The Phases of Planning for Retirement – Nearing Retirement
The last five years before you retire are the most critical in retirement planning.
It takes time to understand what you have and where it can take you. Many people wait until the last few months before retirement to plan. This can cause scrambling and last minute decisions. Michael H. Milarski, a partner and senior financial advisor with Signature Financial Planning advises people not to wait until the very last minute and to make sure they’re prepared.
Here are the five things he advises people to work on in the five years before retirement:
Forecast monthly expenses after retirement
Most everything costs money. It is important to estimate how much savings is needed by calculating monthly bills against your projected income. On top of that, you should also think about travel, hobbies, spending time with family, etc. All these things cost money and all these things need to be taken into account when planning your retirement.
Losing medical coverage later in life could be detrimental to one’s health. To avoid losing coverage, make sure there is no gap in between your retirement date and the time you become eligible for Medicare. If there is a gap, you will not be able to get health insurance until the annual open enrollment period.
Develop a plan for retirement income
Whether it is from your Social Security, pension, or retirement investment portfolio, you need to determine how you are going to fund your monthly expenses through your income sources. This income stream will last you the rest of your life.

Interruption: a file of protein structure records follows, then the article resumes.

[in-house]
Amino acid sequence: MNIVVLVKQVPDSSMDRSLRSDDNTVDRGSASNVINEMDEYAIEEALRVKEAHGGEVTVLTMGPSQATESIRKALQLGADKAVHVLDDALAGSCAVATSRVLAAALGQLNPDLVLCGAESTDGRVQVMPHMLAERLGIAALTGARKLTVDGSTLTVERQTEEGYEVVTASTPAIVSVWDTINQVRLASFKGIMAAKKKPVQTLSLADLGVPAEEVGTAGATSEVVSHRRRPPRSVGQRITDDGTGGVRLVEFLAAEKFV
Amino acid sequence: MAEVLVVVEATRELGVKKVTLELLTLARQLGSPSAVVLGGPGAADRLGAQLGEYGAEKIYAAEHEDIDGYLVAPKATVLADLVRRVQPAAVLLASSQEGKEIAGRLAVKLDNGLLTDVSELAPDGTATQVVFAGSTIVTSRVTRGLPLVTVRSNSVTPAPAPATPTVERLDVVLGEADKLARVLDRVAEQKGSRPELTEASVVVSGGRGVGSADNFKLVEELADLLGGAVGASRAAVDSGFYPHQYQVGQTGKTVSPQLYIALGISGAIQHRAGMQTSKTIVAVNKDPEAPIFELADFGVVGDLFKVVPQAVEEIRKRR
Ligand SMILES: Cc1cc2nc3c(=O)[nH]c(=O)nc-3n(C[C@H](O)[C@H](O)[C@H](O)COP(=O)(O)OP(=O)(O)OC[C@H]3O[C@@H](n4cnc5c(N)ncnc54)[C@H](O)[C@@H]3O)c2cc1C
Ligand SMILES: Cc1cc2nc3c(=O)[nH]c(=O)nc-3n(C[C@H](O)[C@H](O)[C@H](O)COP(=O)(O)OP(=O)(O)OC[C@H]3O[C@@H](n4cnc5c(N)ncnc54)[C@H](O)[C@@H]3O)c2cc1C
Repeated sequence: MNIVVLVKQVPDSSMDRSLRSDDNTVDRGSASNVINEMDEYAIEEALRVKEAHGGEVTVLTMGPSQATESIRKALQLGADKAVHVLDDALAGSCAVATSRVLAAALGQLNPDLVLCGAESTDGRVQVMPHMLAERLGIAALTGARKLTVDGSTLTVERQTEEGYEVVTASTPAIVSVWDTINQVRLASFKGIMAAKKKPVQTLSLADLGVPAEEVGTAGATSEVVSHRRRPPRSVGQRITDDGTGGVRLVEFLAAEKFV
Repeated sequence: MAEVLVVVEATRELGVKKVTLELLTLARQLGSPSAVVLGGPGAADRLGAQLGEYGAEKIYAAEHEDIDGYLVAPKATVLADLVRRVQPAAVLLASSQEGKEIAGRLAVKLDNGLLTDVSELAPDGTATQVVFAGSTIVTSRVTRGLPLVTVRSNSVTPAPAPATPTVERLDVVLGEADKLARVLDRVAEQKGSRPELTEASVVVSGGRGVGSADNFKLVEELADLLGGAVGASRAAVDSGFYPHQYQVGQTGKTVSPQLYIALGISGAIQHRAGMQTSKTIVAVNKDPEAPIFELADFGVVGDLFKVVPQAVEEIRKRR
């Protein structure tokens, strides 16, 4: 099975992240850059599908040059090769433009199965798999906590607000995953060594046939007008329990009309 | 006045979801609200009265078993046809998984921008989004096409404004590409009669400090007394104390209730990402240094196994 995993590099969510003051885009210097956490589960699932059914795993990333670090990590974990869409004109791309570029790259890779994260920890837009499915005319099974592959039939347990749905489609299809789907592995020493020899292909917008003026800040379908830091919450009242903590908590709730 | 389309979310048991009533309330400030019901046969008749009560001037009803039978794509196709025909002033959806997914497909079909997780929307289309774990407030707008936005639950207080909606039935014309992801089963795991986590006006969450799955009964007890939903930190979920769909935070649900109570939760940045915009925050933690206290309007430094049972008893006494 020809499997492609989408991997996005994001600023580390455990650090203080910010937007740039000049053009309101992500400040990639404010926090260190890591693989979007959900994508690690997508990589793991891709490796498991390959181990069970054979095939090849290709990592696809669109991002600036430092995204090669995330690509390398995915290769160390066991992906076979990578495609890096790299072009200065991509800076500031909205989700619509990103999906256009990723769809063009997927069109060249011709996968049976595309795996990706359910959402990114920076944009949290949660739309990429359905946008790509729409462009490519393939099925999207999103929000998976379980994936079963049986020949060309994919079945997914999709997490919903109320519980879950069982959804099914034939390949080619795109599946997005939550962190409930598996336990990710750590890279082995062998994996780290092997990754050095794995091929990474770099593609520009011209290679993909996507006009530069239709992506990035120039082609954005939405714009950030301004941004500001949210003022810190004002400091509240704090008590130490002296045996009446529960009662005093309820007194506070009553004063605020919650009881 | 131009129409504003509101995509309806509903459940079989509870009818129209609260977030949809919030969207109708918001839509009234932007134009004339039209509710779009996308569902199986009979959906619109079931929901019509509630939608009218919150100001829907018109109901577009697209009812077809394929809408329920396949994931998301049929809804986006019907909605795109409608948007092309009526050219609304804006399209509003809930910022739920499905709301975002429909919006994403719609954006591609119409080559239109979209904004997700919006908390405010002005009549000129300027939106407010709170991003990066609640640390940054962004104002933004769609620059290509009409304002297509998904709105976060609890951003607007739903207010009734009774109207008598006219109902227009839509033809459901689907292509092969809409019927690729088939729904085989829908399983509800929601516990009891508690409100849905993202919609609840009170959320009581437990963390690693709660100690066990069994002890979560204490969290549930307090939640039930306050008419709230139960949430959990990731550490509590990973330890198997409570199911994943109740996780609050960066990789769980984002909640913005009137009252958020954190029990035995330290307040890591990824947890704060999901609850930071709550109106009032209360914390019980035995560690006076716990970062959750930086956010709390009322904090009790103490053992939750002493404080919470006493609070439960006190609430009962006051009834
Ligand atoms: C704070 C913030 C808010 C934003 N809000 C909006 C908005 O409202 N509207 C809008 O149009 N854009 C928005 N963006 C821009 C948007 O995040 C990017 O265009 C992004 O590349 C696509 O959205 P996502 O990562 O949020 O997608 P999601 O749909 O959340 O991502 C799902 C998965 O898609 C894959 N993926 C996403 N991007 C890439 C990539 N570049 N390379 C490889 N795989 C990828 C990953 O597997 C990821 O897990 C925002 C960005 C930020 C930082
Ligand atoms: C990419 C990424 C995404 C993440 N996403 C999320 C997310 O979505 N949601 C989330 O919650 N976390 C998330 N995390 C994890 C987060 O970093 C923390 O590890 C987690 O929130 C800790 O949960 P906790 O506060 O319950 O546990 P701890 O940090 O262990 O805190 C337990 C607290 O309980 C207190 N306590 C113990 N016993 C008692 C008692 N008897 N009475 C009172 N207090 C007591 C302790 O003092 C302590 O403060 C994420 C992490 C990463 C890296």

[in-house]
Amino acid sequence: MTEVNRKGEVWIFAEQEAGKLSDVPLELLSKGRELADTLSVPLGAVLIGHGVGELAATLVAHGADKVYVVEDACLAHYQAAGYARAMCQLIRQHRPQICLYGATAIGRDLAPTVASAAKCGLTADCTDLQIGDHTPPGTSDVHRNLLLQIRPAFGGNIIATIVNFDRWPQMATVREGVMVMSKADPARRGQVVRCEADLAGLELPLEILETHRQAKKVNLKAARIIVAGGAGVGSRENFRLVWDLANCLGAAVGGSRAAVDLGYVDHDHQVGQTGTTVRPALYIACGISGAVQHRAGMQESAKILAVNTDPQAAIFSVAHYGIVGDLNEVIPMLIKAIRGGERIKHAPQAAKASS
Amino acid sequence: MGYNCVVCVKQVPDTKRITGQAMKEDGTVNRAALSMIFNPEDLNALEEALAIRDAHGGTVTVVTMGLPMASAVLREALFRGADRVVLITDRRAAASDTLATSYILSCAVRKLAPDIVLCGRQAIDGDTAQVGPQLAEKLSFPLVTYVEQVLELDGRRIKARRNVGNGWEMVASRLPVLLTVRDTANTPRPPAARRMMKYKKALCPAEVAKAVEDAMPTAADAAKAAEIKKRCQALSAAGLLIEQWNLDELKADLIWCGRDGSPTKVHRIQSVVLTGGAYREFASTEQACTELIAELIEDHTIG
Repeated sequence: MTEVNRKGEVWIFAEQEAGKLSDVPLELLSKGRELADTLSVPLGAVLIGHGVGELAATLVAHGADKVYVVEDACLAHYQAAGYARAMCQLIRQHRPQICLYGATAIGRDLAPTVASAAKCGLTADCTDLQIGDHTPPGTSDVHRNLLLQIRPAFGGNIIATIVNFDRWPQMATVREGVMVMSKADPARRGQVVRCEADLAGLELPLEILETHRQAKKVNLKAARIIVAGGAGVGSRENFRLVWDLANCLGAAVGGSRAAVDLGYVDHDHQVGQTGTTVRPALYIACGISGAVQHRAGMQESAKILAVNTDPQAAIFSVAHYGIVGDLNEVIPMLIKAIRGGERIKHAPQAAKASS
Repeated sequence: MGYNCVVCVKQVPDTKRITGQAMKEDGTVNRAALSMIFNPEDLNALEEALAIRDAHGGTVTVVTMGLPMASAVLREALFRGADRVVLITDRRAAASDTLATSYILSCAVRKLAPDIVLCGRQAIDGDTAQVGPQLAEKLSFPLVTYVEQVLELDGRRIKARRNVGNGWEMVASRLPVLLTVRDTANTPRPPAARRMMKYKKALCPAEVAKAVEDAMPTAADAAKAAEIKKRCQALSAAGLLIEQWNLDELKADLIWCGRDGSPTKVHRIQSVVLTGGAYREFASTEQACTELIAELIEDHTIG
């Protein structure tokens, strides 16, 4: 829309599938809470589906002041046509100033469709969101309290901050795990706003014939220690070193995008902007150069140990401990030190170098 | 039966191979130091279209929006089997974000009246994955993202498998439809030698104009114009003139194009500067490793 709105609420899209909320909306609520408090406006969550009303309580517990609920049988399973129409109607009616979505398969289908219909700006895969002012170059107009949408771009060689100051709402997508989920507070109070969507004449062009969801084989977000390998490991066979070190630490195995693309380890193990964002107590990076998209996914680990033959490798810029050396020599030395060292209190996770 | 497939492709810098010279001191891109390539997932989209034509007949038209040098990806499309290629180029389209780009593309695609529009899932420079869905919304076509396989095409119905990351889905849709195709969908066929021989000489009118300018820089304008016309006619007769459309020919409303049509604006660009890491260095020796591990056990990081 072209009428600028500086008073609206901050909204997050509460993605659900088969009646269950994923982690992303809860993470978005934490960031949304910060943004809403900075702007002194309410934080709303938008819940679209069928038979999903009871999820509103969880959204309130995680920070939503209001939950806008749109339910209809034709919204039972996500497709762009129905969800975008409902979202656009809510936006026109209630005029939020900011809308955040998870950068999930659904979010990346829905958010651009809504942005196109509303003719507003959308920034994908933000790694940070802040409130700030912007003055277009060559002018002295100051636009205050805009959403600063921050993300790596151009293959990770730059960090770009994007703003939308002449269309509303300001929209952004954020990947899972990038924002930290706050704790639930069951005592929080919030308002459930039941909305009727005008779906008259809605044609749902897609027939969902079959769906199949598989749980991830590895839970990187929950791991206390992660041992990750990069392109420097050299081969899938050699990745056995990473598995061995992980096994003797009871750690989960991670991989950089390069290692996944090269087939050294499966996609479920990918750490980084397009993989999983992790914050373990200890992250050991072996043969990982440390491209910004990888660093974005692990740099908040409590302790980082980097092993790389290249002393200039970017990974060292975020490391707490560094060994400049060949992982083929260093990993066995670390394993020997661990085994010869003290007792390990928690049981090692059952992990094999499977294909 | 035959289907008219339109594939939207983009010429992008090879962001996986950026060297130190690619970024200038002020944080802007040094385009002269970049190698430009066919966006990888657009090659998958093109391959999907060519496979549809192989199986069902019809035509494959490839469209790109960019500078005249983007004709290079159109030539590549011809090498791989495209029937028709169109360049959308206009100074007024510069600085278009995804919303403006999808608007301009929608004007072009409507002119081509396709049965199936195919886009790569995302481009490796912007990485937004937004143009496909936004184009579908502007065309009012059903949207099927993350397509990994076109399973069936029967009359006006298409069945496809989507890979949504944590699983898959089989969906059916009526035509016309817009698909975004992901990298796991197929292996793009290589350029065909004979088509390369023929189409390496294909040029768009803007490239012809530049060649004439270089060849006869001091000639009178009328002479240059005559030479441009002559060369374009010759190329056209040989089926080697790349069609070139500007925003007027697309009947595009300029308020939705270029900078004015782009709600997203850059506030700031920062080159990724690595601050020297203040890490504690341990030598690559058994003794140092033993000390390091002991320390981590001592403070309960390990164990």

Update estate documents
Protect your loved ones by preparing your estate documents for retirement. Updating documents will ensure your assets are passed on to the appropriate beneficiaries and that your medical care is carried out exactly as you wish. Schedule a meeting with your attorney to create and/or update these documents in the most tax-efficient way possible.
Consider your life insurance portfolio
Make sure your life insurance reflects who will rely on the income for support. Are your children still in school or have they graduated and started a family? If your children are grown, there may be less of a need to continue paying your life insurance premiums. Typically, retired individuals have little debt and have children that are on their own, so life insurance coverage may not be as big of a priority as it once was. Meet with an agent to make sure your portfolio is suitable for your current situation. If you find it is not, discuss other options and update accordingly.